This plan allowed for a full day of recuperation and would give us time to take care of any last-minute wedding preparations before going the short distance to Cana on Tuesday. The festivities were to start at the traditional time, Wednesday noon, and continue for a full week. Since all of Mama’s family had been invited, we were looking forward as much to the extended family reunion as to the ceremony, itself.

The air was cold, but the sun was warm and we were loosening our cloaks even before we reached the Damascus Gate, the main portal both for those going north, as we were, and those going west to the seaport at Joppa. Even in mid-winter, the road was heavily traveled, so once the city wall was behind us, we dutifully took our place in line for the first hour or so until the congestion eased. The oxcarts ahead of us seemed to move, oh, so slowly, and we took advantage of the lull to talk through our plans once more and satisfy ourselves that we had left nothing behind.

Eventually, the bulk of the traffic, headed for the coast, turned off to the left and we were able to quicken our pace to a good rhythm. We were truly on our way at last, and there was nothing more to be done but walk, anticipate the joys ahead, and relish our time together.

As the hours passed, we saw fewer and fewer travelers, and just as we were getting comfortable with the idea of having the road more or less to ourselves, we began to hear something or, more accurately, to sense something that gave us pause. It was a low-pitched tremulation that was there, and yet not; an almost inaudible sound. It seemed to be coming up from the ground, and at first we thought it was the beginning rumblings of an angry earth. More felt than heard, it made the newly sprouted hair on my arms stand straight up, but as we saw no reason to hold up, we continued on.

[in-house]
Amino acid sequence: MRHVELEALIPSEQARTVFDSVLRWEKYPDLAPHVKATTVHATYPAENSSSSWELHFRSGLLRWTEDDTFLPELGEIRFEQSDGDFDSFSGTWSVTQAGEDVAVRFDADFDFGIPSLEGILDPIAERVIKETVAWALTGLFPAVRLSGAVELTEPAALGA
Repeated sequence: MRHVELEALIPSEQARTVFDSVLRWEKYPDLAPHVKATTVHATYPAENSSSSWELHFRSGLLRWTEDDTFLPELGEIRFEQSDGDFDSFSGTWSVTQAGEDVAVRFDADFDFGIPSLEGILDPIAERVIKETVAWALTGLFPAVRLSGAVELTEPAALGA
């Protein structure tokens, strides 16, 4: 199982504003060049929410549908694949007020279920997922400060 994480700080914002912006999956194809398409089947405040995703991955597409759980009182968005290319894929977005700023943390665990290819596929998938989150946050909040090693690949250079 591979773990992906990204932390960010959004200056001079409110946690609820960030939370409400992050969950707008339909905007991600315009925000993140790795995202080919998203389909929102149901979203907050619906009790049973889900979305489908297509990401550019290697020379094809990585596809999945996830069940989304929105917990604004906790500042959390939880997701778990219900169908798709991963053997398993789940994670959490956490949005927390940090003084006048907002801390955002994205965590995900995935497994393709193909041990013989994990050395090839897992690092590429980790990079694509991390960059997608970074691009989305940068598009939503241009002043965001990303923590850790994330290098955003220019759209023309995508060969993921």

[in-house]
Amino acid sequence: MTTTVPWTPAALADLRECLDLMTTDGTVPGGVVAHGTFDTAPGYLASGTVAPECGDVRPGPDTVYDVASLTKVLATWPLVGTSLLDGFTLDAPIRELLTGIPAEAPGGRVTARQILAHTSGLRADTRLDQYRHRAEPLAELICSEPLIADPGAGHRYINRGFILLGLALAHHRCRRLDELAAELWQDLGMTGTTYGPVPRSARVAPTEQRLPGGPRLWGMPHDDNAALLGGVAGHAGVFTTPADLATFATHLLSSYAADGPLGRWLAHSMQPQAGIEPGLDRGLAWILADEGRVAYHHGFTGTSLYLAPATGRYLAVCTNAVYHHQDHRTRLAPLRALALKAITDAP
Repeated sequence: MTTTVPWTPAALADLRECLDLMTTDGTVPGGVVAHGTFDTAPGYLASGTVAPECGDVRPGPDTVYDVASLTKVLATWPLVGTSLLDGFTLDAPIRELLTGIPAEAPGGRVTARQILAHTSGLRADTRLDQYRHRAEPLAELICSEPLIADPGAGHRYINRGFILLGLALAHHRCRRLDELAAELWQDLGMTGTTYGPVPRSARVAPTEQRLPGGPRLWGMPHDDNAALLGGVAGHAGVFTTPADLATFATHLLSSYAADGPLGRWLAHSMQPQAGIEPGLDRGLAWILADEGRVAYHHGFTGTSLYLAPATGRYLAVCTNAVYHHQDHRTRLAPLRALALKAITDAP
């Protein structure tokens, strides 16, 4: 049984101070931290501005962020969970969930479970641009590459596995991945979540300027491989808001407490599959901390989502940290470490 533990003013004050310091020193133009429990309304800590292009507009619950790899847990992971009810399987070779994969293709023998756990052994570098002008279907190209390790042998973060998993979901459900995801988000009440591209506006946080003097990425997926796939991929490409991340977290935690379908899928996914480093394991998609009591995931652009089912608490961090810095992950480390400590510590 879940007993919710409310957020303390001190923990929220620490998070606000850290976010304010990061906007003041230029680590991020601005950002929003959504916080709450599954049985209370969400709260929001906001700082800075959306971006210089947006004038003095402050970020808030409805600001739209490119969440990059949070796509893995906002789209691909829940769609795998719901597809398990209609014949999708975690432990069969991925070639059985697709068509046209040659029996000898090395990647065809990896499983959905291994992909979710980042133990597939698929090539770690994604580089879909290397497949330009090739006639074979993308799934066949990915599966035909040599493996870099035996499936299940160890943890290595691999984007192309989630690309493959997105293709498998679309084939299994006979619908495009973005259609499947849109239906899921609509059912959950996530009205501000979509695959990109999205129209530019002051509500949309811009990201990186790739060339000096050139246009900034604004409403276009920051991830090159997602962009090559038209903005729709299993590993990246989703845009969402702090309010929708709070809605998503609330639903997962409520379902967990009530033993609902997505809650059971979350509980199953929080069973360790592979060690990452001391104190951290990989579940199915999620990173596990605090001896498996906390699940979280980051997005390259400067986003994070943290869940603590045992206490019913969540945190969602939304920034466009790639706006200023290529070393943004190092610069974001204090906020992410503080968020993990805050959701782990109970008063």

The unsettling effect remained constant for some time so that we came to dismiss our concerns about a quaking, but it did not abate and, little by little – as the murmur grew to a grumble grew to a roar – at last we began to understand. It was an army, it was on the march, and it was coming toward us! Faintly, at first, we began to discern the beats: drum drum, drum. Drum drum, drum.

We were astonished. We could think of no reason for an army to be coming our way, but there could be no doubt about what we were hearing ever more clearly: many horses, many carts and hundreds of troops. Drum Drum, Drum. Drum Drum, Drum. Every beat grew louder, and then louder still, and I remember at one point shouting to Papa that it must be around the next bend, but still nothing came into view. Finally, after rounding yet another hill, a great cloud of dust rose into the sky before us, turning the blue into a pinkish-gray and finally confirming what we already knew.

“Oh, my stars!” Mama said, and we all three pulled our scarves up to cover our noses just as the procession, and it was truly a procession, rounded the bend.

The first to reach our position were two Roman Centurions astride impressive mounts, erect and proud in their highly-polished finest. “Make way for your new Governor!” they shouted every few feet to no one in particular. Scouting the road, they scanned the landscape with piercing looks and, for a moment, the one nearest to us stared right into me. I’m sure my eyes were wide and I must have seemed anxious because, at the last possible instant, he threw me a wink before shifting his gaze and moving on. “Make way for your new governor!” they shouted again. Drum, Drum, DRUM! Drum, Drum, DRUM!